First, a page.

If your home has asbestos, your first instinct might be to have it removed. However, whether or not asbestos removal is necessary depends on one factor. Before making a final decision, you need to thoroughly assess your options. Why Should You Have Asbestos Removed? Many homes that were built during the period between 1930 and 1950 have insulation that contains asbestos. The material was considered to be a highly effective insulator that was relatively inexpensive.
You might think that you're helping the environment by recycling. But if you do not recycle the right things, you can possibly do more harm than good. Grease, liquids, biological waste and hazardous waste are common recycling "gotchas" to avoid. Here are some other tips to help you recycle. Rinse Out Food Containers You should only recycle a plastic food container if you completely rinse it out beforehand. Always rinse out plastic, aluminum and glass bottles.
Waste and debris from home renovations and other residential building projects can really add up. In one year alone, the Environmental Protection Agency calculated that residential construction and demolition accounted for more than 58 million tons of debris, and only a limited amount of that waste was reused or recycled. If you're planning a renovation or construction project for your home, you can do your part to make sure that the waste is taken care of in as environmentally friendly a manner as possible.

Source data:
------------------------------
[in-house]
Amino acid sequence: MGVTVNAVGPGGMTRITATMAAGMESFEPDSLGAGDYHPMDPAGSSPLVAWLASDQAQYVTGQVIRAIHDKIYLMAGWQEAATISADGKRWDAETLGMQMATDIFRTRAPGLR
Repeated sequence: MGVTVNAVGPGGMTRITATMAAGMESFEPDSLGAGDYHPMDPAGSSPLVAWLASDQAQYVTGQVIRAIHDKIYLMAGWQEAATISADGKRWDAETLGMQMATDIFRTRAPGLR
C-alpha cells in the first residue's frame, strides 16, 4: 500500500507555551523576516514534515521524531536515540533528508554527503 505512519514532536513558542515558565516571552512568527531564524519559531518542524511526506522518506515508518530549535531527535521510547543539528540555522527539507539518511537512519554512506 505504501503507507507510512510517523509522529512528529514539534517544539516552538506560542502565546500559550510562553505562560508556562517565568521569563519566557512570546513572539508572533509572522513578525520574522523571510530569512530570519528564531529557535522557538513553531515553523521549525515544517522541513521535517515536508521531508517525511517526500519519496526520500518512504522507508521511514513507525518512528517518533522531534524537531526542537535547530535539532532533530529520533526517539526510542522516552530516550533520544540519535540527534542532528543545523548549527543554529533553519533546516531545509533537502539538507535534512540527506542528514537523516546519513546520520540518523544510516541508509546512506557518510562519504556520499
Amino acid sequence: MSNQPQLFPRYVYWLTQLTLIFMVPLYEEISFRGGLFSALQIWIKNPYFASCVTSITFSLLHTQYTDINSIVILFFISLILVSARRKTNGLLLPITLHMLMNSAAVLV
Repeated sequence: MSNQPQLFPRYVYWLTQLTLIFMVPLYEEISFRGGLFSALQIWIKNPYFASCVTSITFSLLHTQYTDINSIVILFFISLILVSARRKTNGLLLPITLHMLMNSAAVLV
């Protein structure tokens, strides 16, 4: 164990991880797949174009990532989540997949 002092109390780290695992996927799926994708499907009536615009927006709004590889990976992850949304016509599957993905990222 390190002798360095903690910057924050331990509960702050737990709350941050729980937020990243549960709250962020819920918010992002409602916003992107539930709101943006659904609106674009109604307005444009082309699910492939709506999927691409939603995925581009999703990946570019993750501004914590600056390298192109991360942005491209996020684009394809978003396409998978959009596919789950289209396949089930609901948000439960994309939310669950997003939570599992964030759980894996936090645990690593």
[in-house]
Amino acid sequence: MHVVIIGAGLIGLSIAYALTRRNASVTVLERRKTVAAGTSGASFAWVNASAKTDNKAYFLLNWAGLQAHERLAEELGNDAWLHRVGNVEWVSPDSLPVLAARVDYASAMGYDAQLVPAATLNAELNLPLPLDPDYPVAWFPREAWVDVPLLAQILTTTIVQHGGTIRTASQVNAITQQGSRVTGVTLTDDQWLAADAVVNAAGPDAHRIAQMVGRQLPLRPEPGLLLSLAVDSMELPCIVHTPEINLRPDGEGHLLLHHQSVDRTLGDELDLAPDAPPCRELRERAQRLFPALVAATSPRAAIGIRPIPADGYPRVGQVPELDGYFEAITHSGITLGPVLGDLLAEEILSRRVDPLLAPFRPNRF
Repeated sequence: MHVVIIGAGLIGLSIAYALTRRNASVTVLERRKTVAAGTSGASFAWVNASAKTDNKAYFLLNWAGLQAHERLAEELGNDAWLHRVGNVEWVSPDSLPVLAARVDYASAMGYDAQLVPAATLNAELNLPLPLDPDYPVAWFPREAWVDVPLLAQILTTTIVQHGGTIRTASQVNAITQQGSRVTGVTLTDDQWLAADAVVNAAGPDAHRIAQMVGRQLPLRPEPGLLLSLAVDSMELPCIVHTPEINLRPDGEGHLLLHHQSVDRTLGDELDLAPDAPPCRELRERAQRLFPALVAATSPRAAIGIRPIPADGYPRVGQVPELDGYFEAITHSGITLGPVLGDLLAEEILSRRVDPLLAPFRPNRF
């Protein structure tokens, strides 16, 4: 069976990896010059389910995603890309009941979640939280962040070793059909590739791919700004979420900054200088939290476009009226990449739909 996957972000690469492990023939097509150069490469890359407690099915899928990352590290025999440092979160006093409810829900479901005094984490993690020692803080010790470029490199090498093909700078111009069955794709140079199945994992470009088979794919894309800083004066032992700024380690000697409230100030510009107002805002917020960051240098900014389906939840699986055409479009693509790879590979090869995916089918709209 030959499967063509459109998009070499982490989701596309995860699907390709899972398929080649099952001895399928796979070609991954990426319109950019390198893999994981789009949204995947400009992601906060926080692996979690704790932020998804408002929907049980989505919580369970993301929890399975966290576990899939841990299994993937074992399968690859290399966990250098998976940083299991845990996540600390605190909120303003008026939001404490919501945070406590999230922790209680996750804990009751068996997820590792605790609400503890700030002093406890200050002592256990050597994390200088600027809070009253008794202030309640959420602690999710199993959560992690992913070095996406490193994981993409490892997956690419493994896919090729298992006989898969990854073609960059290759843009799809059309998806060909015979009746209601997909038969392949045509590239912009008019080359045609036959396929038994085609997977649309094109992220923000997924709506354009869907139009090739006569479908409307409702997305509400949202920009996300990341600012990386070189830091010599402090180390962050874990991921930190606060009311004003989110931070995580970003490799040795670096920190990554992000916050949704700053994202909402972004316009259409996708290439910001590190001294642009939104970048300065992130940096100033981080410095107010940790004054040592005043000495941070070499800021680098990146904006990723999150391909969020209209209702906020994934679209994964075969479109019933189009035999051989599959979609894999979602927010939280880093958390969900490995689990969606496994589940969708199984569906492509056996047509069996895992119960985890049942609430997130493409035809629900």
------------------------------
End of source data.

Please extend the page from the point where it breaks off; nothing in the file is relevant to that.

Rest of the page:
When it comes to waste, the United States ranks among the highest in the world. In fact, an average family of 4 creates about 124 pounds of garbage a week. Every time the garbage company comes to pick it up, they take it straight to the landfills where it sits and accumulates. If you were to add up the amount of waste just by the United States, the numbers would be staggering.
The brown recluse spider, or "fiddle back" can be a very dangerous spider indeed. Not only can the bite leave behind ruined and badly scarred areas on your flesh, but this spider likes to lurk in homes, buildings, packaging, logs, leaves, and dark, dry places all over the Midwest. This small brownish colored spider features a distinctive violin shape on the head, and one bite from the spider can cause the flesh to become necrotic.